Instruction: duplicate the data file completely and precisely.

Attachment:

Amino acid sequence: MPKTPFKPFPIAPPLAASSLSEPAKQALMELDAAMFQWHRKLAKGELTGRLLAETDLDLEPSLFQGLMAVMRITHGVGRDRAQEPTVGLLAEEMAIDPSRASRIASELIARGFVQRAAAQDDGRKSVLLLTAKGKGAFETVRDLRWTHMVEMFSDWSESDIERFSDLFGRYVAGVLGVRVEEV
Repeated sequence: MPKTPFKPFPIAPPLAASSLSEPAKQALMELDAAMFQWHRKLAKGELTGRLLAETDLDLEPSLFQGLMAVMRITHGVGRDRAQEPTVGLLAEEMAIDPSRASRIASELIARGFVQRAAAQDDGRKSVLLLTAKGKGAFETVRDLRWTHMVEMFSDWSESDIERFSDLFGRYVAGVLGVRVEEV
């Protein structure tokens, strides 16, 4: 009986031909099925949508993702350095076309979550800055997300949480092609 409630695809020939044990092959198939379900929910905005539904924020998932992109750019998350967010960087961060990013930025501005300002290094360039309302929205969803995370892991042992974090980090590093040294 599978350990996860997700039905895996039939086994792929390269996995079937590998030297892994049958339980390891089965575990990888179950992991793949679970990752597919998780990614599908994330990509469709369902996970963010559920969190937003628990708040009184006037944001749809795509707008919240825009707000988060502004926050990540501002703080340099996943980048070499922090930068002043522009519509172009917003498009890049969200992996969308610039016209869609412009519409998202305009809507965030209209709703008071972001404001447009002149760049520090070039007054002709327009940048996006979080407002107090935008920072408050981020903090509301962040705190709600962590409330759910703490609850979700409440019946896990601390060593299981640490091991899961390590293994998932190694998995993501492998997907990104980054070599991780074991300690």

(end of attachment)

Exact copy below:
Amino acid sequence: MPKTPFKPFPIAPPLAASSLSEPAKQALMELDAAMFQWHRKLAKGELTGRLLAETDLDLEPSLFQGLMAVMRITHGVGRDRAQEPTVGLLAEEMAIDPSRASRIASELIARGFVQRAAAQDDGRKSVLLLTAKGKGAFETVRDLRWTHMVEMFSDWSESDIERFSDLFGRYVAGVLGVRVEEV
Repeated sequence: MPKTPFKPFPIAPPLAASSLSEPAKQALMELDAAMFQWHRKLAKGELTGRLLAETDLDLEPSLFQGLMAVMRITHGVGRDRAQEPTVGLLAEEMAIDPSRASRIASELIARGFVQRAAAQDDGRKSVLLLTAKGKGAFETVRDLRWTHMVEMFSDWSESDIERFSDLFGRYVAGVLGVRVEEV
């Protein structure tokens, strides 16, 4: 009986031909099925949508993702350095076309979550800055997300949480092609 409630695809020939044990092959198939379900929910905005539904924020998932992109750019998350967010960087961060990013930025501005300002290094360039309302929205969803995370892991042992974090980090590093040294 599978350990996860997700039905895996039939086994792929390269996995079937590998030297892994049958339980390891089965575990990888179950992991793949679970990752597919998780990614599908994330990509469709369902996970963010559920969190937003628990708040009184006037944001749809795509707008919240825009707000988060502004926050990540501002703080340099996943980048070499922090930068002043522009519509172009917003498009890049969200992996969308610039016209869609412009519409998202305009809507965030209209709703008071972001404001447009002149760049520090070039007054002709327009940048996006979080407002107090935008920072408050981020903090509301962040705190709600962590409330759910703490609850979700409440019946896990601390060593299981640490091991899961390590293994998932190694998995993501492998997907990104980054070599991780074991300690």